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Pro-Potters Beat Chamber in SD Fundraising, Blow Foes Away with Out-of-State Dollars

The Chamber of Commerce says it failed to stop the enshrinement of doobage in the South Dakota State Constitution because outside interests outspent them:

David Owen is president of the South Dakota Chamber of Commerce and Industry. He led the opposition to legalization with the group No Way on Amendment A, and said his initial reaction to the vote was “well, we came in second.”

“I respect the voters’ decision. We dedicated ourselves to making sure voters understood Amendment A is not for medical, and I think we effectively communicated that message. Medical passed with 70% of the vote and recreational only passed with 53%. In the end, [legalization proponents] spent millions [to get this passed] with the help of D.C., compared to $300,000 of South Dakota money. That makes a difference,” Owen told the Capital Journal [Abby Wargo, “Marijuana Legalized in S.D.,” Pierre Capital Journal, 2020.11.04].

The Chamber’s No Way on A Committee reported $129,610 raised on its pre-general form, plus pre-election supplementals of $10K from Dana Dykhouse, $54K from SD Chamber BAC, $2K from Harms Oil, $4K from Valley Queen Cheese Factory and $1K from SD Network. That $200K+ all came from South Dakota donors. Dr. Marc Boddicker’s No Need for Weed in SD committee raised paltrier sums—$5,154.80 pre-general, plus $1,600 in cash and $1K in donated goods and services on a supplemental. $2K of No Need for Weed’s income ($1K cash, $1K in-kind) came from one Miranda Gohn of Minnesota. Out-of-state resources thus made up 0.96% of the resources dedicated to the failing effort to keep South Dakota a no-high zone.

South Dakotans for Better Marijuana Laws, the backers of Amendment A, trounced the Chamber in fundraising. Counting everything, cash and in-kind contributions, SDFBML raised $226,285.45 just from South Dakotans, 13% more than the Chamber was able to shake from the pockets of its biz chums here. $100K of that came in the last week of the campaign from the Flandreau Santee Sioux Tribe’s Pharms LLC.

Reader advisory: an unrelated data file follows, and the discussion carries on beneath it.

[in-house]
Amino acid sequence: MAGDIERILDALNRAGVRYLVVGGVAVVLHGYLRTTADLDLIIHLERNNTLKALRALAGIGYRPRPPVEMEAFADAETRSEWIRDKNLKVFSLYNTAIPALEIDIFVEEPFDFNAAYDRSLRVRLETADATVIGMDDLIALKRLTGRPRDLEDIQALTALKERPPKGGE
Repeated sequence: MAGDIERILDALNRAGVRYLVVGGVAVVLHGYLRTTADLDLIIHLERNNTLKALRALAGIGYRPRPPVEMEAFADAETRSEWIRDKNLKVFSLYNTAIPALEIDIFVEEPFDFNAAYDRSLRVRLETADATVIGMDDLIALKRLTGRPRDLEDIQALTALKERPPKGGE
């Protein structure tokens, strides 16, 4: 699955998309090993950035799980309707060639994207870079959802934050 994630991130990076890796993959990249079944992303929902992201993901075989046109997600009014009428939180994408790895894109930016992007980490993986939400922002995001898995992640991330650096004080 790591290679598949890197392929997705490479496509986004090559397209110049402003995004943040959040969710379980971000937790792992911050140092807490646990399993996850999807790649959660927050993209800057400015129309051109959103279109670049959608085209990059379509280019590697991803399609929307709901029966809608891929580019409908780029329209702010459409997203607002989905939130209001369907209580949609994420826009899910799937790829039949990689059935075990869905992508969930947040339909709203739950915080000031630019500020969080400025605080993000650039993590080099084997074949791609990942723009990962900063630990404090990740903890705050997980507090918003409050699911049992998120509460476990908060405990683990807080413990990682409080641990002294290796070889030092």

But SDFBML rallied 8.7 times more resources from out-of-state entities, $1.98 million. That brings SDFBML’s total resources available for the campaign to $2.21 million, eleven times more than the Chamber could muster.

New Approach South Dakota received $267K of SDFBML’s largely out-of-state resources to support it’s push for medical marijuana via Initiated Measure 26. New Approach marshaled another $91.3K of resources beyond SDFBML’s support; 62% of that amount came from out of state.

The Chamber got out-hustled by the pro-pot factions just in terms of South Dakota money; the Chamber got swamped by out-of-state support for liberalizing South Dakota’s marijuana laws.

But remember: the Chamber asked for that swamping. Just a year and a half ago, David Owen testified in a federal courtroom with me as his group’s lawyer, Marty Jackley, Esquire, helped me argue that banning out-of-state money from ballot question campaigns violates the Constitution. So in a way, folks seeking weedy solace can thank David Owen, Marty Jackley, and the Chamber of Commerce for making their great green victory this week possible. (On behalf of my co-litigiants—you’re welcome!)


  1. Bob Newland 2020-11-06 09:14

    Awwwww. Poor little babies can no longer ruin folks’ lives for nothing.

  2. bearcreekbat 2020-11-06 10:46

    Although I appreciate Bob’s optimism, it seems more accurate to recognize that this new constitutional amendment will mean that “Poor little babies [will have a more difficult opportunity to] ruin folks’ lives for nothing.

    The next step in bringing Bob’s optimism closer to reality is to stop the ineffective, unnecessary, and cruel ruining of peoples’ lives caused by imprisoning dangerous drug use and possession. The rational next step is to follow Oregon’s lead and substitute appropriate and safe treatment instead of prison for people that possess and use of genuinely dangerous substances like heroin and similar harmful substances.